california litigators helping marijuana users avoid felony charges

California’s Proposition 64, passed in November 2016, allows adults 21 years of age or older to possess up to one ounce of marijuana plants or 8 grams of cannabis concentrates for personal recreational use.


The initiative tracked the overall changing attitude toward marijuana use in the United States and made California one of seven states that legalize marijuana for recreational use (as does the District of Columbia).

Now that recreational use is an option, many Californians wonder whether it’s possible to take their cannabis with them when they travel for vacations. Of the states that share borders with California, only Arizona has not legalized recreational marijuana use--Arizona residents must have medical permission to use marijuana.

Nevada and Oregon, however, permit recreational use. They also permit adults 21 years of age and older to carry up to one ounce of marijuana plant matter for personal use: the same amount and age limits imposed by California law. So is it safe to drive across state lines into Nevada or Oregon with your recreational marijuana on board?

Legally speaking, the answer is no.

Understanding the State Lines

In the United States, each state has broad powers (except those specifically given to the federal government) to set laws within its own borders. This means that, on California land, the state of California can make a number of decisions--including whether or not to allow recreational cannabis use. Oregon and Nevada may make similar decisions within their own territory.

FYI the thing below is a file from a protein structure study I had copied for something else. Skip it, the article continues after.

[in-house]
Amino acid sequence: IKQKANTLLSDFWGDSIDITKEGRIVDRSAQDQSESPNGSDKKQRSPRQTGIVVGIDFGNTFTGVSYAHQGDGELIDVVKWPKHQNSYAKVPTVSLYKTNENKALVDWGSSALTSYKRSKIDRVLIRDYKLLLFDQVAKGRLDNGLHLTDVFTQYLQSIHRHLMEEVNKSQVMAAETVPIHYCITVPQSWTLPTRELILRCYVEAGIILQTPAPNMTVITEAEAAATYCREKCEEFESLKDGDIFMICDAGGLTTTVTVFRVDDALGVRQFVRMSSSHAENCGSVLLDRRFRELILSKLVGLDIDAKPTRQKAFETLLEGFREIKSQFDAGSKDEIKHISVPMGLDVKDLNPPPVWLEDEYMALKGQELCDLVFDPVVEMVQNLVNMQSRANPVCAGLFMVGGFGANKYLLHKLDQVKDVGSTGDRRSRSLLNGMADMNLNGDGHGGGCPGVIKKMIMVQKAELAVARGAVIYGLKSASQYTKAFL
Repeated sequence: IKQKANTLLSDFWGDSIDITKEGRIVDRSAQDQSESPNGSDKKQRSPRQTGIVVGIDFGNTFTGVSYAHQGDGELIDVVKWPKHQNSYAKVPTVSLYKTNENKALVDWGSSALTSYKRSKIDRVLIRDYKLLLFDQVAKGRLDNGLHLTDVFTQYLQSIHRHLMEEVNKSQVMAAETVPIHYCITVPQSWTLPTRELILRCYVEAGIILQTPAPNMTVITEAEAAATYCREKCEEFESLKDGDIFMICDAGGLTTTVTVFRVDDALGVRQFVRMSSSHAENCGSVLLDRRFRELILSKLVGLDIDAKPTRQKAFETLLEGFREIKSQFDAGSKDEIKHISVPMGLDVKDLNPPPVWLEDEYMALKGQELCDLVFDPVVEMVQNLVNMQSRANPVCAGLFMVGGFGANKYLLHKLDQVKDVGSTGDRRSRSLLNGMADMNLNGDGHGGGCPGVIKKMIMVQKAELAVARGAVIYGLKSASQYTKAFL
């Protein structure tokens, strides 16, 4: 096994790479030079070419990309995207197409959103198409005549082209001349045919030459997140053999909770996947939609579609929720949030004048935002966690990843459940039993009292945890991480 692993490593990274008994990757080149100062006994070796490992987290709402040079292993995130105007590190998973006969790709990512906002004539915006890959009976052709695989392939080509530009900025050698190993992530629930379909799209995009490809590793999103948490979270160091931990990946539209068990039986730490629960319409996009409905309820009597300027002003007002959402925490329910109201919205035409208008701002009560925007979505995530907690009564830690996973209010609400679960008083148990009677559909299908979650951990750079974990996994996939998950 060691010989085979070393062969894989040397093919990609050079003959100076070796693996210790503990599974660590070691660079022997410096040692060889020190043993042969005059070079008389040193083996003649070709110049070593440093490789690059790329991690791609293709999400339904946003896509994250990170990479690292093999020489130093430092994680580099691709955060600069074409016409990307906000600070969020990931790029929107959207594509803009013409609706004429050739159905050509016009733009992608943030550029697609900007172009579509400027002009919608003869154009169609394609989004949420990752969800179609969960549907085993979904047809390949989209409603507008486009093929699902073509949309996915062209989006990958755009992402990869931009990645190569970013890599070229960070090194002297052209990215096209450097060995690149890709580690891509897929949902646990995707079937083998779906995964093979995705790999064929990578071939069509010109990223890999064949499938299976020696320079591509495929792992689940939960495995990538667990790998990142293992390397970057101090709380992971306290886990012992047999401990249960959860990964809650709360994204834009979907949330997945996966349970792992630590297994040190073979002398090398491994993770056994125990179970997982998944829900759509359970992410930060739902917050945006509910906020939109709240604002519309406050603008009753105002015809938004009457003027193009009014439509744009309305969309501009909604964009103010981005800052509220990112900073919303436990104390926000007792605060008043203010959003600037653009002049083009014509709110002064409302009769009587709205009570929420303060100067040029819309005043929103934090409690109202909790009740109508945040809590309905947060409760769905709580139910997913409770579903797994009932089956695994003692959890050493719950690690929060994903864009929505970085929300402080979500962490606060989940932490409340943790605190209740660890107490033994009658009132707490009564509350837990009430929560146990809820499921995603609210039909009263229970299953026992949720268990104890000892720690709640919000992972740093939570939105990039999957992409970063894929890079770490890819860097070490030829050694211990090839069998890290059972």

Once a state line is crossed, however, the activity in question becomes a question of interstate law. The federal government has jurisdiction over interstate matters.

Currently, federal law has no provision for legal marijuana use. While the federal government cannot force the states to pass state laws banning marijuana use, federal law enforcement can punish individuals for possessing marijuana on federal property (such as in a National Park or on a military base), and they can punish individuals for breaking the federal law banning the transportation of marijuana across state lines.

Under federal law, transporting marijuana across state lines can often be charged as a felony, with a maximum sentence of 5 years in prison and a $250,000 fine.

Some U.S. states that allow recreational marijuana have also passed laws banning the importation of marijuana into the state. Oregon, for example, passed HB 4014, which forbids carrying marijuana either into or out of the state. Penalties depend on the amount of marijuana involved and range from a fine to a felony conviction. California and Nevada also included statements in their laws forbidding transport in and out of the state. Attempting to travel out of California with recreational cannabis could easily put you on the wrong side of state and federal law.

Contact Us Today

At CKB VIENNA LLP, our experienced California cannabis law attorneys focus on providing clear, thorough legal advice concerning cannabis use and businesses in California. With offices in Rancho Cucamonga, San Bernardino, and Los Angeles, we’re prepared to help you solve your business problems. Contact us by calling 909-980-1040, or complete our online form.

Comment